Music Box Theatre – 3733 N. Southport Ave.
General Admission: $10
Monday, June 18 @ 7:00 PM
Directed by Howard Hawks • 1959
What is a Western? If you come to the genre expecting expansive natural landscapes, daring feats of horsemanship, and a deep engagement with the trailways of American history, then Rio Bravo falls flat on its face like a hooch-guzzling saloon dweller. If you want your Westerns to be about relationships, honor, purple light in the canyon, and the inexhaustibly fine line between “good” and “good enough,” then Rio Bravo is just about perfect. Conceived for the narrowly parochial purpose of rebutting the whiny indecisiveness of High Noon, Howard Hawks and his screenwriters Jules Furthman and Leigh Brackett crafted a response so rich in human detail as to make the casus belli irrelevant. John Wayne stars as John T. Chance, a small town sheriff who must keep the peace with a task force that embarrasses his conservative sense of professionalism: a drunken deputy (Dean Martin), a guitar-slinging kid (dreamy Ricky Nelson), a game-legged oldster (dreamy Walter Brennan), a fiercely independent woman (stunning Angie Dickinson), and a loquacious hotel-keeper (Pedro Gonzalez-Gonzalez). Make no mistake: Rio Bravo is an ambling, seemingly shapeless movie that thinks nothing of stopping the action for a song or two, but the screenplay is a genuine model of economy and an endless fount of arid wisdom. (Sample dialogue from Wayne: “I’d say he’s so good, he doesn’t feel he has to prove it.”) Photographed in fade-prone Eastmancolor but originally released in Technicolor prints, Rio Bravo has been cursed in later years with substandard copies that look about as appealing as Dean Martin’s stubbled chin. We are proud to present one of our favorite films in a sparkling IB Technicolor print. (KW)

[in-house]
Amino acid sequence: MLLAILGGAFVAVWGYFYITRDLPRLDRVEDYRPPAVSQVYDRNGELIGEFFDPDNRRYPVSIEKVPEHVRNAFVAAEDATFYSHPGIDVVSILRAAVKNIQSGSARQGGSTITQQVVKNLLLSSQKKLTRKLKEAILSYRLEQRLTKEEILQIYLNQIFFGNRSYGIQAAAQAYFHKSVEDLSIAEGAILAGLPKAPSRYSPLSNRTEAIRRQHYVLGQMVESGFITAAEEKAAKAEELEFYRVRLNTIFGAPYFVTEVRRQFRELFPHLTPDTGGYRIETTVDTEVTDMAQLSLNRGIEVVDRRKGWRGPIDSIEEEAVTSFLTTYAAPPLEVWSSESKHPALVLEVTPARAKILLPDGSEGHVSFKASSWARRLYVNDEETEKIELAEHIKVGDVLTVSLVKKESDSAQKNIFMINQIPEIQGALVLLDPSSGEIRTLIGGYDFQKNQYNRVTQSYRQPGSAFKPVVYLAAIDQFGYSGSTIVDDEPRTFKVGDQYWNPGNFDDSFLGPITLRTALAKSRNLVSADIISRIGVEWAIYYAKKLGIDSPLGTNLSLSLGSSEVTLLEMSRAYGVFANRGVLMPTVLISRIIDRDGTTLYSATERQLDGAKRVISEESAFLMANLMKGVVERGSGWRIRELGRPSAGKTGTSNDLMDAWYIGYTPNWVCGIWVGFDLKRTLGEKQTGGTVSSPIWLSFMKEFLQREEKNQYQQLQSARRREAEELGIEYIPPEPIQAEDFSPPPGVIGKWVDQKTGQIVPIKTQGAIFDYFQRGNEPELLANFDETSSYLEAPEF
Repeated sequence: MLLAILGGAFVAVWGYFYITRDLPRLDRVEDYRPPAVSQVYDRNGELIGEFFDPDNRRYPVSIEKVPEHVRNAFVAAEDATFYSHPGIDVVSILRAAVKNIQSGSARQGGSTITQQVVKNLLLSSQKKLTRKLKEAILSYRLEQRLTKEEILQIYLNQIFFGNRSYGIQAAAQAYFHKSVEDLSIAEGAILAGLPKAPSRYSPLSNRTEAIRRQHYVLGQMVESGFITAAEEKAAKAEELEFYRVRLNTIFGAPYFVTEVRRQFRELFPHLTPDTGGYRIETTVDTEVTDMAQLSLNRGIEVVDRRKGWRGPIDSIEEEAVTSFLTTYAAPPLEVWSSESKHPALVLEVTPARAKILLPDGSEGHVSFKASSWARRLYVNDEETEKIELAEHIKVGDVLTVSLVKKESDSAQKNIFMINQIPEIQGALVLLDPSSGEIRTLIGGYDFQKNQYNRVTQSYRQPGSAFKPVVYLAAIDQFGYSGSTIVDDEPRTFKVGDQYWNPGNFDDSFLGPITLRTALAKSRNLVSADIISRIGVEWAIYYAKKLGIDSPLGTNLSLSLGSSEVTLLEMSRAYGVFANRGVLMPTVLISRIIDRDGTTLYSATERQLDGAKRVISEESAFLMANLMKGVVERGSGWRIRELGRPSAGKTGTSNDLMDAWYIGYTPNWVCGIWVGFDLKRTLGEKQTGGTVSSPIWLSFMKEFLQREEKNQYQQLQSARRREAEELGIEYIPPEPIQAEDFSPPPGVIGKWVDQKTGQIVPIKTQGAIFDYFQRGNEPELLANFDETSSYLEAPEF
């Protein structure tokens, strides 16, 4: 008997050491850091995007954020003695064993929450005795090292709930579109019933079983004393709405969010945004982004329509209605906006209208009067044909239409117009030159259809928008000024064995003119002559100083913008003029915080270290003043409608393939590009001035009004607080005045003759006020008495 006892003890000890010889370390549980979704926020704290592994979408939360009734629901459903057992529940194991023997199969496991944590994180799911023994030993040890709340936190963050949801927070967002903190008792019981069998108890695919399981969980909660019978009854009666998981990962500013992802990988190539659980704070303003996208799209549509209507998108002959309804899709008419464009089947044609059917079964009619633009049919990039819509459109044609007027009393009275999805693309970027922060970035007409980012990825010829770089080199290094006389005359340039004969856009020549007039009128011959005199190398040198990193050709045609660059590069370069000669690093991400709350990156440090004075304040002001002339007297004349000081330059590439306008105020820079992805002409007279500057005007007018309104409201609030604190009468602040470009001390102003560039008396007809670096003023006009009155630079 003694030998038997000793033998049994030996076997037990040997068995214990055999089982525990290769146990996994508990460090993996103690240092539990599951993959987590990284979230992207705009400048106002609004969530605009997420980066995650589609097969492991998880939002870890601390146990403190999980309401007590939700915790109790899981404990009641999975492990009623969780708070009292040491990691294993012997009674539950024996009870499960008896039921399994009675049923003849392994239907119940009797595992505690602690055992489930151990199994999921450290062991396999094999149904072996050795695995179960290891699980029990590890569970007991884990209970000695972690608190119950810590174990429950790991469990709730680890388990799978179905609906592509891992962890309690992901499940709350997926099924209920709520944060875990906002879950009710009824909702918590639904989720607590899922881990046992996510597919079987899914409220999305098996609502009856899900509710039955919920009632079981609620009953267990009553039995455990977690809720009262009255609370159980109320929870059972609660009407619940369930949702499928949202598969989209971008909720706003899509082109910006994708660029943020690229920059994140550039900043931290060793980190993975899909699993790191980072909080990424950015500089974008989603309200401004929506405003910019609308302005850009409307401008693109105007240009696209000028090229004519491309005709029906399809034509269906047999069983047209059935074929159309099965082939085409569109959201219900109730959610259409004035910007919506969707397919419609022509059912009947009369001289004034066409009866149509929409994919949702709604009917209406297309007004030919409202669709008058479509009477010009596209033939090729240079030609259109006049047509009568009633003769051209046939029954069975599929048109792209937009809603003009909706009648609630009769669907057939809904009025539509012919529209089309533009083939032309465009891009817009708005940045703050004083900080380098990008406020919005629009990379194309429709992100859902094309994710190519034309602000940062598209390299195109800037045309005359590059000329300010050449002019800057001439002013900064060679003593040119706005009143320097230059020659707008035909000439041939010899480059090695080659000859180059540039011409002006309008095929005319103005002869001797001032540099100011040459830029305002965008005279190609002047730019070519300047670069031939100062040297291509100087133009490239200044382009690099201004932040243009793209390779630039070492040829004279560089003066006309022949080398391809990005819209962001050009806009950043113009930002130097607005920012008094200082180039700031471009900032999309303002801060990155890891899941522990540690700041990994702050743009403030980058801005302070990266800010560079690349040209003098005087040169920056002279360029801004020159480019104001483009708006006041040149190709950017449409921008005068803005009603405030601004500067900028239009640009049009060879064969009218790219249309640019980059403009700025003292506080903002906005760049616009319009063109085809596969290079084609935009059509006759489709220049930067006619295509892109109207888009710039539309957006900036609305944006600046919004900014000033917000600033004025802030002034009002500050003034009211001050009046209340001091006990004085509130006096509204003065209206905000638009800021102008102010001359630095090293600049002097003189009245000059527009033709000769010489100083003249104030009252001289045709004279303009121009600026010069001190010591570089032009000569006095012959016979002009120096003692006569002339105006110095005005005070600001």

141 min • Warner Bros. • 35mm IB Tech from private collections, permission Warner Bros.
Preceded by: ’50s Westerns Trailer Reel
And coming later this week …
The Auditorium at Northeastern Illinois University – Building E, 3701 W. Bryn Mawr Ave
General Admission: $7 • NEIU Students: $3
Wednesday, June 20 @ 7:30 PM
THE HAPPY TIME
Directed by Richard Fleischer • 1952
While waiting over a year for mercurial RKO head Howard Hughes to sign off on his B-picture breakthrough, The Narrow Margin, journeyman filmmaker Richard Fleischer anxiously dreamt of moving up a rung or two in the Hollywood racket. The opportunity finally came when Stanley Kramer offered Fleischer the chance to direct The Happy Time for his eponymous production company at Columbia — a project that Fleischer giddily described as “no melodrama, no murders, no evil wooden puppets, but people, warm, human, alive, and funny.” Based on a Robert Fontaine novel that had already been imported to Broadway by Rodgers and Hammerstein (oddly, not as a musical — that would have to wait for the Kander & Ebb version of 1968), The Happy Time is a curious effort to bring together the sentimental coming-of-age story and the ever-so-slightly-blue sex comedy. (The original tagline: “Finally a Film on That Touchy Titillating Topic!”) Disney mainstay Bobby Driscoll stars as Robert ‘Bibi’ Bonard, a French-Canadian kid growing up in Ottawa in the mid-1920s. Surrounded by a family of aspiring roués (uncle Louis Jourdan, “the Casanova of Canada”), aging carousers (grandpère Marcel Dalio), and unaccountably level-headed folks (father Charles Boyer), Bibi develops a crush on magician’s-assistant-turned-housemaid Mignonette (Linda Christian) and learns to stick up for himself. (KW)
94 min • Stanley Kramer Productions • 35mm from Sony Pictures Repertory
Short: “Your Thrift Habits” (Coronet Films, 1948) – 11 min – 16mm